When direct talks begin next week between Israelis and Palestinians, the fate of Jewish settlers in the West Bank – tens of thousands of them – will be a major issue in the negotiations. But the settlers themselves won’t be part of the discussion. Nor have American officials involved in the talks been willing to meet with them.
You’ve probably heard that the settlers are an obstacle to peace. That’s not exactly true. Their absentee role in the peace process is different. They’re opposed to an agreement between Israelis and Palestinians that would uproot a large number of settlers from their homes or would leave Israel with inadequate security, at least from their viewpoint.
Obstacles or not, they’ve become “the most stereotyped and demonized people in the world,” says Dani Dayyan, the leader of the Yesha settler council for the West Bank (Judea and Samaria) and Gaza. Yet the settlers have a case. It’s neither incoherent nor unreasonable, but it’s politically unacceptable and thus off the table in the new talks.
The settlers insist, for starters, that their settlements aren’t located on “occupied” Palestinian territory. Rather, they live on “disputed” territory, claimed as a homeland by both Palestinians and Jews (some of whom don’t consider themselves Israelis). “This is my homeland,” Dayyan says. “How can you ‘occupy’ your homeland?”
And Israel has a “morally flawless” claim to the West Bank and other land it captured in the Six Day War in 1967, according to Dayyan. “We took what we thought was ours in a defensive war” against Arab countries, he says. “The rule that winner takes all was set by the Palestinians,” since they were prepared to claim any land seized in the war.
The settlers also point to the ancient past. “Jewish civilization and history come from Judea and Samaria,” Dayyan says. “Everything Jewish was born” in the West Bank. King David never visited Tel Aviv, but “his first capital was Hebron” in the West Bank. Today, a Jewish settlement has been established in the heart of Hebron.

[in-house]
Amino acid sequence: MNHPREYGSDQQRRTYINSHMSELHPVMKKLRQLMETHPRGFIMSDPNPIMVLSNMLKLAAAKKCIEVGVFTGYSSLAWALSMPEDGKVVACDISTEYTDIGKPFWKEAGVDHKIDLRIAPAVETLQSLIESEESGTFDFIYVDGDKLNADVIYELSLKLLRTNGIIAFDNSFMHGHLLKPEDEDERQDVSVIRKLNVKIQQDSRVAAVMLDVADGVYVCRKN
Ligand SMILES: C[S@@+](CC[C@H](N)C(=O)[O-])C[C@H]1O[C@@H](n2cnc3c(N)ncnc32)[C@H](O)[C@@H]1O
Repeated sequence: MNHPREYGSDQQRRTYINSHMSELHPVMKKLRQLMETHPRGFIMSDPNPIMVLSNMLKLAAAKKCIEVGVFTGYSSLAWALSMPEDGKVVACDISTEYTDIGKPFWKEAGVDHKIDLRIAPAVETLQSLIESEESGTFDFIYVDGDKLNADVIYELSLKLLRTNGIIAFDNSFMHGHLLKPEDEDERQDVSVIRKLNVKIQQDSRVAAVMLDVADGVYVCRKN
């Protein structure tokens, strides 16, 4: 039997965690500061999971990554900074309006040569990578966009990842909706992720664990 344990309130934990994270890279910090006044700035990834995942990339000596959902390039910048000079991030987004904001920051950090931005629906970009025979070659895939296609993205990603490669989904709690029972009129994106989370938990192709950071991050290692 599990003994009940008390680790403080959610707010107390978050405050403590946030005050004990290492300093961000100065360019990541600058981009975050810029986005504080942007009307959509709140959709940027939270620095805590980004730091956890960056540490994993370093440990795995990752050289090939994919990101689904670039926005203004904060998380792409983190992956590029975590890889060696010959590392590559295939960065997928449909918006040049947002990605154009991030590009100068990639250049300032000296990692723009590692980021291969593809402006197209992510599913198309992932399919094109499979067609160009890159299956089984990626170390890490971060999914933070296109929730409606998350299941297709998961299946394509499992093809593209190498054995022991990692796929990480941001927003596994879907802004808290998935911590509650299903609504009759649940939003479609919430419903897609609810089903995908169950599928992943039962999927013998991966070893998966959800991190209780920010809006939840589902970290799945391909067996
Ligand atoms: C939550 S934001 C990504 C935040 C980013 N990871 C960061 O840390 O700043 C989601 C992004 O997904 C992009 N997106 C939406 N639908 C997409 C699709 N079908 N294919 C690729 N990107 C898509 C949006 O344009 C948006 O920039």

There’s an overriding concern. Israel’s security would be jeopardized without settlers in the West Bank, Dayyan insists. “We are the guarantee of Israel’s security. Israel is indefensible without Judea and Samaria.” At one point, Israel is 9 miles wide. The Ben Gurion Airport is “geographically controlled by the hills of Samaria.” Thus, he says, Hamas or al Qaeda terrorists with shoulder-fired rockets could attack the airport and “paralyze” the country.
The worst fear of the settlers is that the West Bank, were it to become a Palestinian state, might fall under the control of Hamas, which favors terrorism as a tactic and the elimination of Israel as a Jewish state. When Israel withdrew from Gaza, it was “ethnically cleansed of a Jewish presence,” Dayyan says. Hamas now controls Gaza.
“It’s naïve to think something different would happen if the West Bank is separated from Israel,” he says. “It would be completely impossible to defend Israel without Judea and Samaria.” Besides, Hamas and “Islamic fundamentalist groups won’t recognize an agreement” that provides for Israel’s security.
Dayyan concedes that “crazies” are about 1 percent to 2 percent of the settler population. In 1994, a settler named Baruch Goldstein invaded a mosque in Hebron, killed 29 Muslims and wounded 150.
The total number of settlers is a bit fuzzy. But roughly 180,000 live in East Jerusalem or nearby, essentially in suburban communities. In an Israeli-Palestinian agreement, they would presumably be included inside the boundaries of Israel. But settlements farther from Jerusalem, with 100,000 or more people, would not. And Palestinians would almost certainly demand they be removed.
The new round of Israeli-Palestinian negotiations is aimed at producing a “two-state solution” – that is, Israel as a Jewish state alongside a Palestinian state. Dayyan, as spokesman for the settlers, favors a one-state solution, “wholly in Israeli hands.” That’s the “only chance for security to prevail,” he says.
A Palestinian state? Dayyan, with whom I talked during a trip to Israel sponsored by the Kairos Foundation, raises the long-discarded idea that Jordan might become that state. Though its population is predominantly Palestinian, Jordan is a Hashemite kingdom.
But if Hashemite rule were ended, “that would open a new horizon of possible solutions that don’t exist today,” Dayyan says. “That’s a thought for the future.” But not one that’s on the table in the Israeli-Palestinian talks to begin next week.